Nissan CEO Message on the March 11 Anniversary



Nissan CEO Message on the March 11 Anniversary

It is now a year since the tragic events of March 11, 2011, one of the darkest days in Japan’s recent history and a crisis that tested the spirit of the nation.

The magnitude-9 earthquake that struck the Tohoku region of northeast Japan, and the devastating tsunami that followed, left at least 20,000 people dead or missing, and among those casualties were five of our employees and 17 family members of staff.

Our Iwaki plant was some distance from the worst devastation and thankfully spared from loss of life, but still badly damaged.

When I visited the Iwaki factory in the days following the earthquake there were huge cracks in the floor and machinery had been dislocated. All production lines had stopped and recovery appeared to be far in the distance.

However, General Manager Nobuhiro Ozawa and his team promised me they would soon bring the Iwaki factory back to life.

And, given Iwaki’s proximity to the Fukushima Daiichi nuclear power plant, Ozawa-san and his staff could have thrown up their hands and waited for the difficult hour to pass.

But in the local dialect that is not their “gambappe” spirit, nor the way of Japan.

Ozawa-san was one of many heroes we recognized within Nissan after the disaster. Assisted by staff from other Nissan plants and from our parts suppliers, the Iwaki team set to work with a bravery and resilience that I found both moving and humbling.

When I returned on May 17, 2011 – barely two months after the disasters – I saw the miraculous result of their efforts.

The plant had returned to nearly full operations, and during that visit staff shared with me their experiences during the crisis, and the aftershocks and a subsequent earthquake that hit a few weeks later. I realized their tremendous contribution to the recovery of Nissan, and in a symbolic way, to all Japan.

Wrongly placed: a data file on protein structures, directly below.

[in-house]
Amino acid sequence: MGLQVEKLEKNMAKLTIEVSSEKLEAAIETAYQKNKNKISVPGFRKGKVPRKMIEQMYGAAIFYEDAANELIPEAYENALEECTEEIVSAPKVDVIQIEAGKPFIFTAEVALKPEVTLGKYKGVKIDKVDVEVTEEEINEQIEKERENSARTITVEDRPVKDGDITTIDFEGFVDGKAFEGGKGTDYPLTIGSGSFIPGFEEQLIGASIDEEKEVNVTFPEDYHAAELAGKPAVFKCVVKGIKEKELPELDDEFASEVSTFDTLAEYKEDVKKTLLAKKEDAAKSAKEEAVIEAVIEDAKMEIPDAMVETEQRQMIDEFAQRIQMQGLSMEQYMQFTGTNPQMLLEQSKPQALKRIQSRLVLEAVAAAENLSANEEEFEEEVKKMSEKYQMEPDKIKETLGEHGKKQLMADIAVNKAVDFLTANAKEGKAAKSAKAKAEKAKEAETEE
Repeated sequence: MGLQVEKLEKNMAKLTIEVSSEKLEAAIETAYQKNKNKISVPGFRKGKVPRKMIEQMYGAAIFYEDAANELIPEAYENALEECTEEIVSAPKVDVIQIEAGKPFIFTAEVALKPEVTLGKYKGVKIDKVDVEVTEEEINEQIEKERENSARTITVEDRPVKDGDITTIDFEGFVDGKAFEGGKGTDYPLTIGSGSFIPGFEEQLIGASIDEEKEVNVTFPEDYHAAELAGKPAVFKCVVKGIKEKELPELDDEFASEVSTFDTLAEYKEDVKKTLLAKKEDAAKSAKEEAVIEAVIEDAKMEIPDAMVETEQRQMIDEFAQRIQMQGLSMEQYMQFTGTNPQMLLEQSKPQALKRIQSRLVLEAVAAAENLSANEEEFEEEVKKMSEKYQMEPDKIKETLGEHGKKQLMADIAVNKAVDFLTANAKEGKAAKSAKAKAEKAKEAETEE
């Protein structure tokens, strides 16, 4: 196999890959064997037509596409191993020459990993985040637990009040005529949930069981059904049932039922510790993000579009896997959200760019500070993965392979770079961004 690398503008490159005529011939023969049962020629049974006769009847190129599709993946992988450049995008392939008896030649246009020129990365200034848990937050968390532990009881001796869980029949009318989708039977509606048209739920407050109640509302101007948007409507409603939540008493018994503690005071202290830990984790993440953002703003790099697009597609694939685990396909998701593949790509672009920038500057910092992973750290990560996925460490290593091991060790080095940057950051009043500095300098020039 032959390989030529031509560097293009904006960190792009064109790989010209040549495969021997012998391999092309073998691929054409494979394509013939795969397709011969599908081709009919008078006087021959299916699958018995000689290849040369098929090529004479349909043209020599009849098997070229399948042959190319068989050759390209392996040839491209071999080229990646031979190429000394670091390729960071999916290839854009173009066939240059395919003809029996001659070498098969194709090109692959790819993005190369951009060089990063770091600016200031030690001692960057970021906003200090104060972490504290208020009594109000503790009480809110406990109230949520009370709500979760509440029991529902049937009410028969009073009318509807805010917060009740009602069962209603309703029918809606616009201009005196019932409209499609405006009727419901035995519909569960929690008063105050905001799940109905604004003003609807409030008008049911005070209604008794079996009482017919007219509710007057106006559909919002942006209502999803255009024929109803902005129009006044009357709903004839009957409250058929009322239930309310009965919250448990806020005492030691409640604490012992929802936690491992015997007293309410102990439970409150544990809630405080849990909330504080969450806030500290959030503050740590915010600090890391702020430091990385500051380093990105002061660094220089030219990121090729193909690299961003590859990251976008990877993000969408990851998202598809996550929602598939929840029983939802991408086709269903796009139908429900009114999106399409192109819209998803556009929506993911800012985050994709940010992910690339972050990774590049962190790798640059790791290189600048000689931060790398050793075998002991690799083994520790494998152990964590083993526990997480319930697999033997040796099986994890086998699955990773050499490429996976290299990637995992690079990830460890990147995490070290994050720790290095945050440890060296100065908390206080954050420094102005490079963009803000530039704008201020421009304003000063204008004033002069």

We also remember the same earthquake caused severe damage to our Tochigi plant, where everyone also worked diligently for the swift restoration of production.

Yet, one year after the March disasters, we should consider not only what has been done to facilitate recovery, but what more can be done to ensure full assistance for those who were in harm’s way.

Looking at specifics, there is still much work to do.

At the end of February, little more than half of the 6.7 trillion yen budgeted for Tohoku’s reconstruction had been spent, while less than 20 percent of money allocated for road, housing and school reconstruction had been used. Through whatever means necessary, we must accelerate the pace of reconstruction.

Hundreds of thousands of people were made homeless by the disasters, and in Miyagi prefecture alone, thousands still live in temporary homes or shelters, many of them elderly. This winter has been unusually cold and it has been difficult to just provide adequate heating.

Thus, reconstruction efforts and assistance must not slow or stumble because the challenges still facing Tohoku are immense. One of the greatest is employment.

Well before the events of last March, rural Japan was already afflicted by depopulation and the hollowing out of local industry. Tohoku industries such as farming and fishing have been crippled by the natural and man-made disasters.

Some 720 billion yen in budgetary subsidies has been set aside for businesses to help keep jobs, but not even 5 percent of that amount has been claimed so far.

Despite the challenges of the recovery, Tohoku can demonstrate how Japan will rise to meet both sudden disasters such as the earthquake and the longer-term economic and demographic challenges.

At Nissan, we are fully committed both to the recovery of Tohoku and to Japan’s future.

The kanji character chosen in Japan to symbolize the year 2011 was “kizuna”, which can be translated as ties that can bind a family, a nation, or even a company together.

The response to the disasters of one year ago powerfully underscored the strength of those bonds, while this anniversary is a moment to reflect and mourn those who perished, while reaffirming our kizuna ties to those who survived and are still in need.

Carlos Ghosn
President and Chief Executive Officer
Nissan Motor Company Ltd

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